Tend & Befriend

Tend & Befriend

How hope for the world is growing in circles

Night Time Antics by Melodie Stacey

“The world will be saved by the Western woman” is the now-famous prediction made by the Dalai Lama at the Vancouver Peace Summit in 2009—and that sentiment is growing, especially in women’s circles. I had the honor of connecting with the founders of several of these movements and hearing about the tremendous positive shifts they have witnessed, why they are so passionate about women’s circles, and why they have dedicated their lives to making them available to all women, no matter which country or culture they come from.

Jean Shinoda Bolen is the founder of the Millionth Circle Movement and author of books including Moving Toward the Millionth Circle, which has now been translated into 80 languages. Bolen shared that she is intrigued by Rupert Sheldrake’s theory of “morphic resonance” as well as the “hundredth monkey” theory. Those two theories suggest to her that new ways of human relating—“tend and befriend” rather than “fight or flight”—can spread rapidly from one group to all people. What it takes, she says, is a critical number of members of one group exhibiting the new behaviors and anchoring the new ways within community.

Bolen lit up when she heard that the next generation of circle visionaries has created an online resource through which women from any country around the world can locate a heart-centered community space to gather. The organization that brought this long-held vision into form is Unify Global Sisterhood, codirected by Emma Clare Juniper and Lauren Elizabeth Walsh. Their interactive world map of women’s circles at lists over a thousand women’s circles from Saudi Arabia to Uganda to Colombia and beyond. At every new moon, each sisterhood circle offers an inspiring gathering with meditation, movement, and sharing about their lives, their challenges, their joys, and “growing edges.” The theme for each gathering is offered by Unify Global Sisterhood. Previous themes have included Liberation Through Forgiveness, Cherished Body/Sacred Temple, and Magnetic Integrity.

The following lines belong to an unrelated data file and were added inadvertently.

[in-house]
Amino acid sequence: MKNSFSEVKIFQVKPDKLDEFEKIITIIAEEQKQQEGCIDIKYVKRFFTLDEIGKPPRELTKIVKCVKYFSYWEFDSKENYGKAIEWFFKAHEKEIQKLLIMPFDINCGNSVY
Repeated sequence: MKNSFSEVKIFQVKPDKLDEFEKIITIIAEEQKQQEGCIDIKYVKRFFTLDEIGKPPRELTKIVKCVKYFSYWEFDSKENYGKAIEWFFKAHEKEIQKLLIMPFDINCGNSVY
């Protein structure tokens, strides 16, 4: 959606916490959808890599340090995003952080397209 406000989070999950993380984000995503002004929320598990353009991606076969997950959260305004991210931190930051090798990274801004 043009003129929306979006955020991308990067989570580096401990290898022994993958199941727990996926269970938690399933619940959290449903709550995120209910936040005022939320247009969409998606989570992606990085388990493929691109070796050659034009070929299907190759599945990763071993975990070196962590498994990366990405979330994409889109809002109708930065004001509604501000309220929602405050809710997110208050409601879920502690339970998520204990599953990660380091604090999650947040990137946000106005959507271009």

Another visionary, Achintya Devi, is the founder of the “Goddess Rising” movement, which has grown to an online reach of over 100,000. When I asked her what need her organization meets in society, she explained, “It is our destiny as women and sisters to birth a new paradigm: to transmute comparison, competition, and jealousy into interdependence and unification, through coming together in a safe space and being heard, witnessed, supported, honored, and celebrated in our authentic self-expression.” Devi went on to say, “Both men and women carry feminine and masculine wisdom and tools. The reemergence of the feminine voice within women and men serves to create a true and balanced representation of the voice of our global population. Both voices are needed to rebalance the world.”

Alisa Starkweather is another compellingly articulate wisdom-holder and founder of the “Red Tent Temple Movement,” who shared a story about going to Israel to meet and circle with other spiritual leaders:

“Toward the end of the journey, I was with a small circle of women who had tightened from all of our sharings and our delving and transformational work, and I was walking in the Sea of Galilee, holding the hands of two Arab women who had never had their clothes off and could be killed just for doing that. They had never been told that their bodies were beautiful, they knew that they were in danger, but they wanted so much to meet and walk with other women.

“When we all got out there, at some point we realized that we were a full circle—an interfaith circle. We joined our hands and made a prayer, naked in the Sea of Galilee. Knowing what we’re up against, we knew that we needed to come together and be sisters. We needed to cross lines and see beyond our limited, separate beliefs.

“There were many tears at this gathering. The feeling shared was that this is the moment! This is what we’ve been waiting for! In this sacred gathering, we infused ourselves, and then we’re going to go from this place to the next place, into the deeper work.

“The day after I left, the war began. Eventually, I started seeing profound videos and documentaries and I could see and hear a good number of the women from our group on the videos. I could see them protesting, I could see Arab women side-by-side with Israeli women. I knew that this was seeded through the work. We draw ourselves from these connections, these places that are so full of honesty and our tears and our bloodshed, and our knowing as women, until we’re ready to be those warriors."

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